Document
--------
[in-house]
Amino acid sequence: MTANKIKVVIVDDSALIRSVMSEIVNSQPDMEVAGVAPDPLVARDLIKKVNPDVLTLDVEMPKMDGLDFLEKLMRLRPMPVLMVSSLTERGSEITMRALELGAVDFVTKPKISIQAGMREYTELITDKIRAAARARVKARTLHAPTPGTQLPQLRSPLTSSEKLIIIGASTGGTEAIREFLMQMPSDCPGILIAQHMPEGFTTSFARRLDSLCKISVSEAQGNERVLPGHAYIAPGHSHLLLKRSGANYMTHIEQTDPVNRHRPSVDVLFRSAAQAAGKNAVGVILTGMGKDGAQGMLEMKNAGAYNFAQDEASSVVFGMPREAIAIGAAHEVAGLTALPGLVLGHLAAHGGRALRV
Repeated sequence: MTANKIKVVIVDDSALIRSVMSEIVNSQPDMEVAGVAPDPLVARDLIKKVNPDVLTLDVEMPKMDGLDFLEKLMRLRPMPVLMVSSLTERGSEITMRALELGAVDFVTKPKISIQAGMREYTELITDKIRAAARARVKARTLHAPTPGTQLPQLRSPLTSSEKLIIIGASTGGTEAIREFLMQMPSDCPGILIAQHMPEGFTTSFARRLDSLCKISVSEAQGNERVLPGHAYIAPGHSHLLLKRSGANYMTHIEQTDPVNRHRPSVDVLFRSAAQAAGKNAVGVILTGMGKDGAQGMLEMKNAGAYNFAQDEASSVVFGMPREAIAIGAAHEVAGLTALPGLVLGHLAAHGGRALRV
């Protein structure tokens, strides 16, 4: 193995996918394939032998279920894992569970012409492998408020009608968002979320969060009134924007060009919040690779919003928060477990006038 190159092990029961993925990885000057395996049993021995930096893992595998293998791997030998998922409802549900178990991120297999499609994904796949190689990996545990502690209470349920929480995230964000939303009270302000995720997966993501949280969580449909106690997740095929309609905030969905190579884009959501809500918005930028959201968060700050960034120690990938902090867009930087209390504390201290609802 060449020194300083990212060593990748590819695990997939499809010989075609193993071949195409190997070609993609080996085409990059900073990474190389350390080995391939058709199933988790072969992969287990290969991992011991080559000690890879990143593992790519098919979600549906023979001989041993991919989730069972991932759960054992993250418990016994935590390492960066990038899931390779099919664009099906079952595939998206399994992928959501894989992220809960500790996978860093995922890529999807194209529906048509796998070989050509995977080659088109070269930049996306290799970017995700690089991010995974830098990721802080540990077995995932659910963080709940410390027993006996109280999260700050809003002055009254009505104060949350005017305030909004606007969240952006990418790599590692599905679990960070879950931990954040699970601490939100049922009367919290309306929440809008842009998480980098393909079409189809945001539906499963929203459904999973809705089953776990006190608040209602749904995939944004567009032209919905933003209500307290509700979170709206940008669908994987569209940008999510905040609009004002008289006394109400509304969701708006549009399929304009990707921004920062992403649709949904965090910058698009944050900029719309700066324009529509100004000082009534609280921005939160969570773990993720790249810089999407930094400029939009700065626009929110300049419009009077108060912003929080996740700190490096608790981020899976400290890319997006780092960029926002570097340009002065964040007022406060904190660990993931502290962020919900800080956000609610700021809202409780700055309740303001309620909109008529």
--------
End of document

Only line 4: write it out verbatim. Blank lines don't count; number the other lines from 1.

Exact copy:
């Protein structure tokens, strides 16, 4: 193995996918394939032998279920894992569970012409492998408020009608968002979320969060009134924007060009919040690779919003928060477990006038 190159092990029961993925990885000057395996049993021995930096893992595998293998791997030998998922409802549900178990991120297999499609994904796949190689990996545990502690209470349920929480995230964000939303009270302000995720997966993501949280969580449909106690997740095929309609905030969905190579884009959501809500918005930028959201968060700050960034120690990938902090867009930087209390504390201290609802 060449020194300083990212060593990748590819695990997939499809010989075609193993071949195409190997070609993609080996085409990059900073990474190389350390080995391939058709199933988790072969992969287990290969991992011991080559000690890879990143593992790519098919979600549906023979001989041993991919989730069972991932759960054992993250418990016994935590390492960066990038899931390779099919664009099906079952595939998206399994992928959501894989992220809960500790996978860093995922890529999807194209529906048509796998070989050509995977080659088109070269930049996306290799970017995700690089991010995974830098990721802080540990077995995932659910963080709940410390027993006996109280999260700050809003002055009254009505104060949350005017305030909004606007969240952006990418790599590692599905679990960070879950931990954040699970601490939100049922009367919290309306929440809008842009998480980098393909079409189809945001539906499963929203459904999973809705089953776990006190608040209602749904995939944004567009032209919905933003209500307290509700979170709206940008669908994987569209940008999510905040609009004002008289006394109400509304969701708006549009399929304009990707921004920062992403649709949904965090910058698009944050900029719309700066324009529509100004000082009534609280921005939160969570773990993720790249810089999407930094400029939009700065626009929110300049419009009077108060912003929080996740700190490096608790981020899976400290890319997006780092960029926002570097340009002065964040007022406060904190660990993931502290962020919900800080956000609610700021809202409780700055309740303001309620909109008529």